A good example of the pressures on landlords has been the relatively recent 2015 case of Edwards v Kumarasamy. This seemed to reverse all normal landlord understandings of their legal repairing obligations where the property they were letting was a flat in a block management situation, where a management company charges a fee, you as landlord pay a service charge, and the freeholder has responsibility for external maintenance.
In this case Mr. Edwards (Mr. Kumarsamy’s tenant under a standard assured shorthold tenancy) tripped on an uneven paving slab between the front door of the block of flats and the communal bin area. Mr. Kumarasamy merely owned the leasehold of flat 10, a second floor flat, the path was not owned by the landlord (Mr. Kumarasamy) and he was totally unaware of any problems associated with the path. He (it seems fairly reasonably) claimed that he had no obligation to repair the path between the block and the bin area, it would be the responsibility of the freeholder, discharged through the block management company.
Here in Leicester we rent many of the flats that leapt up in the City Centre flat-building boom of the noughties, and our Leicester landlords would have been affected if there was any other thinking than what we all believed to be the case. If you think about it, there are many thousands of flats rented to all manner of tenants, perfectly successfully, and everyone thought the situation was pretty clear.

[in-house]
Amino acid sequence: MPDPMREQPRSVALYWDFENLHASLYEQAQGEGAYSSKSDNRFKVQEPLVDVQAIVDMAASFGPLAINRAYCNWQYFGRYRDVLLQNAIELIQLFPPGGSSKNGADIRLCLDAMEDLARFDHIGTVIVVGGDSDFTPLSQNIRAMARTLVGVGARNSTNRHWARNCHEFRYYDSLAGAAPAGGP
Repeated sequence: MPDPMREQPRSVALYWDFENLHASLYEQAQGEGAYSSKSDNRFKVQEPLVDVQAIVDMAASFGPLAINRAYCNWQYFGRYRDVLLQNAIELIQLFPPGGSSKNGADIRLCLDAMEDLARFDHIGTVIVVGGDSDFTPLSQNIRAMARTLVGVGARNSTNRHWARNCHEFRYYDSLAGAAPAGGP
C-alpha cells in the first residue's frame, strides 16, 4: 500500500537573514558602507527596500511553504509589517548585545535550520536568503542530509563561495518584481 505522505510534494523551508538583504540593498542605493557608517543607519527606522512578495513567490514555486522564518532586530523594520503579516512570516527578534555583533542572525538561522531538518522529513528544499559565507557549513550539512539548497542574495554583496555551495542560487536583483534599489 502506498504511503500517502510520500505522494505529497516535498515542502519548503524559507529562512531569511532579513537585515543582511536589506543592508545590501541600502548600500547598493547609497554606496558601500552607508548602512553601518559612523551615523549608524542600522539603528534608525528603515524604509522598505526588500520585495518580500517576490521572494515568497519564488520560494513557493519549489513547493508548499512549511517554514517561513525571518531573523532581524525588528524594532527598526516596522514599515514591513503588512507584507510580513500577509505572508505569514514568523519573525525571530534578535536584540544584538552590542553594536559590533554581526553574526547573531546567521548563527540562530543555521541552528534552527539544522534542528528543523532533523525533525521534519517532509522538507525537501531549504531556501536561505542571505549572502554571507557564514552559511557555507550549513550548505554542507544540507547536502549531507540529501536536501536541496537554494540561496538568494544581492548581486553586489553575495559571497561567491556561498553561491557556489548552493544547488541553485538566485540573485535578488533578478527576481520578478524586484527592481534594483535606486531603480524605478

Not so the Court of Appeal: in 2015 they ruled that Mr. Kumarasamy was liable for the repairs: Mr. Edwards won his case. The Court of Appeal had overturned the normal legal understanding of a landlord’s obligation to repair their properties, sending tremors through the lettings community. We waited for a flood of similar cases.
Anyway, sigh of relief, and a bit of common sense: in July The Supreme Court overturned that decision and ruled that Mr. Kumarasamy was not liable for the disrepair which caused Mr. Edward’s injuries as he could only be liable if the offending area was part of the exterior of the front hall and if he had had notice of the disrepair before the accident, which he had not.
The message seems to be that landlords need to constantly be on their guard: new rules emerge all the time across the whole spectrum of issues that confront landlords. Landlords in Leicester can rely upon Northwood Leicester for an up to date perspective on pressures and knowledge of where to turn for advice. At the same time, we constantly seek to ensure all landlord’s obligations are met, for the sake of our tenants renting in Leicester – these are occasionally misunderstood (how often have I heard “I am leaving a washing machine but don’t want to have anything to do with its upkeep if it goes wrong”) – so even if the case above doesn’t apply to your letting, talk to us for all-round guidance on good letting practice.